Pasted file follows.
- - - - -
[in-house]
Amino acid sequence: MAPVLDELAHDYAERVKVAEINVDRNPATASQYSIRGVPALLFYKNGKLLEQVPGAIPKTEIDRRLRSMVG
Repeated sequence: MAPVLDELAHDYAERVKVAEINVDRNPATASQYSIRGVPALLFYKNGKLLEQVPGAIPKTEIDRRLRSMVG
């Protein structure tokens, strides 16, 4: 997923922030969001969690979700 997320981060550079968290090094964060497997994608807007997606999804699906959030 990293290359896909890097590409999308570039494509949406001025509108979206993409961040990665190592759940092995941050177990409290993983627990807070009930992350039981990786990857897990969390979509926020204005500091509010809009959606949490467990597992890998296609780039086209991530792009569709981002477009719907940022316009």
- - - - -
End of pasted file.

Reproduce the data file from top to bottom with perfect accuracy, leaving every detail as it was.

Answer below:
[in-house]
Amino acid sequence: MAPVLDELAHDYAERVKVAEINVDRNPATASQYSIRGVPALLFYKNGKLLEQVPGAIPKTEIDRRLRSMVG
Repeated sequence: MAPVLDELAHDYAERVKVAEINVDRNPATASQYSIRGVPALLFYKNGKLLEQVPGAIPKTEIDRRLRSMVG
């Protein structure tokens, strides 16, 4: 997923922030969001969690979700 997320981060550079968290090094964060497997994608807007997606999804699906959030 990293290359896909890097590409999308570039494509949406001025509108979206993409961040990665190592759940092995941050177990409290993983627990807070009930992350039981990786990857897990969390979509926020204005500091509010809009959606949490467990597992890998296609780039086209991530792009569709981002477009719907940022316009």